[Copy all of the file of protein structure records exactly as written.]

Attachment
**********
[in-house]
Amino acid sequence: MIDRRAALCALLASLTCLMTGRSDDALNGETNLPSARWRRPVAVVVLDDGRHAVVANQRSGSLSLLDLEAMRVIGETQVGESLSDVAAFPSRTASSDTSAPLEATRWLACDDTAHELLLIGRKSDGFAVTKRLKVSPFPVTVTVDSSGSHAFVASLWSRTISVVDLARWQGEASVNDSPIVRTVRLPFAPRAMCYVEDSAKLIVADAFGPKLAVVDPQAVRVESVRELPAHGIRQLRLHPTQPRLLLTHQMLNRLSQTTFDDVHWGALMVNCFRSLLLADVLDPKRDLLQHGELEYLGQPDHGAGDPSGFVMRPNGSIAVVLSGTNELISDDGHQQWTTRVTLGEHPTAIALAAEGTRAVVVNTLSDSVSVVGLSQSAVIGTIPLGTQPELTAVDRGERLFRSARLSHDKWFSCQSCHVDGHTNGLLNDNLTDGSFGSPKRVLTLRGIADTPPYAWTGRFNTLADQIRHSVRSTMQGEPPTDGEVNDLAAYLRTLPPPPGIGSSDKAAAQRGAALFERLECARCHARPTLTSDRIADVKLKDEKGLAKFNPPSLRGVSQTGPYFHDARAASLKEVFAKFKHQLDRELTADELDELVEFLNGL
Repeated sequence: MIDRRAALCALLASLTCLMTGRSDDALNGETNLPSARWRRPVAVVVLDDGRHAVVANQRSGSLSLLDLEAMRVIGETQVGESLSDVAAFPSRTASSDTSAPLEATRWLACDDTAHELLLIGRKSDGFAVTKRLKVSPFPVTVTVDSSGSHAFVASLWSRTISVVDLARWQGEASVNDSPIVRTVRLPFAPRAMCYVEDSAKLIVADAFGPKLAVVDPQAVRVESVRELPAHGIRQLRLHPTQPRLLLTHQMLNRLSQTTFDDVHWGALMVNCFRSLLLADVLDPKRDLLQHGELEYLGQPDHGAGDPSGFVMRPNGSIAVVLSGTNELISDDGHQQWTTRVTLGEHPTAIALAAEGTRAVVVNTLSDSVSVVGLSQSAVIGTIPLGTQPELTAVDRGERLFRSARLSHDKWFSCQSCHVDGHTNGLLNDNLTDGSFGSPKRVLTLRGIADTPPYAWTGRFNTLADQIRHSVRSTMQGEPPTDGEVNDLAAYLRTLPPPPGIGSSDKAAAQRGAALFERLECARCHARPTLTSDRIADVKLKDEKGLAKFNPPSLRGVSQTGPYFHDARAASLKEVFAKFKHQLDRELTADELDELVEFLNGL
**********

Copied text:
[in-house]
Amino acid sequence: MIDRRAALCALLASLTCLMTGRSDDALNGETNLPSARWRRPVAVVVLDDGRHAVVANQRSGSLSLLDLEAMRVIGETQVGESLSDVAAFPSRTASSDTSAPLEATRWLACDDTAHELLLIGRKSDGFAVTKRLKVSPFPVTVTVDSSGSHAFVASLWSRTISVVDLARWQGEASVNDSPIVRTVRLPFAPRAMCYVEDSAKLIVADAFGPKLAVVDPQAVRVESVRELPAHGIRQLRLHPTQPRLLLTHQMLNRLSQTTFDDVHWGALMVNCFRSLLLADVLDPKRDLLQHGELEYLGQPDHGAGDPSGFVMRPNGSIAVVLSGTNELISDDGHQQWTTRVTLGEHPTAIALAAEGTRAVVVNTLSDSVSVVGLSQSAVIGTIPLGTQPELTAVDRGERLFRSARLSHDKWFSCQSCHVDGHTNGLLNDNLTDGSFGSPKRVLTLRGIADTPPYAWTGRFNTLADQIRHSVRSTMQGEPPTDGEVNDLAAYLRTLPPPPGIGSSDKAAAQRGAALFERLECARCHARPTLTSDRIADVKLKDEKGLAKFNPPSLRGVSQTGPYFHDARAASLKEVFAKFKHQLDRELTADELDELVEFLNGL
Repeated sequence: MIDRRAALCALLASLTCLMTGRSDDALNGETNLPSARWRRPVAVVVLDDGRHAVVANQRSGSLSLLDLEAMRVIGETQVGESLSDVAAFPSRTASSDTSAPLEATRWLACDDTAHELLLIGRKSDGFAVTKRLKVSPFPVTVTVDSSGSHAFVASLWSRTISVVDLARWQGEASVNDSPIVRTVRLPFAPRAMCYVEDSAKLIVADAFGPKLAVVDPQAVRVESVRELPAHGIRQLRLHPTQPRLLLTHQMLNRLSQTTFDDVHWGALMVNCFRSLLLADVLDPKRDLLQHGELEYLGQPDHGAGDPSGFVMRPNGSIAVVLSGTNELISDDGHQQWTTRVTLGEHPTAIALAAEGTRAVVVNTLSDSVSVVGLSQSAVIGTIPLGTQPELTAVDRGERLFRSARLSHDKWFSCQSCHVDGHTNGLLNDNLTDGSFGSPKRVLTLRGIADTPPYAWTGRFNTLADQIRHSVRSTMQGEPPTDGEVNDLAAYLRTLPPPPGIGSSDKAAAQRGAALFERLECARCHARPTLTSDRIADVKLKDEKGLAKFNPPSLRGVSQTGPYFHDARAASLKEVFAKFKHQLDRELTADELDELVEFLNGL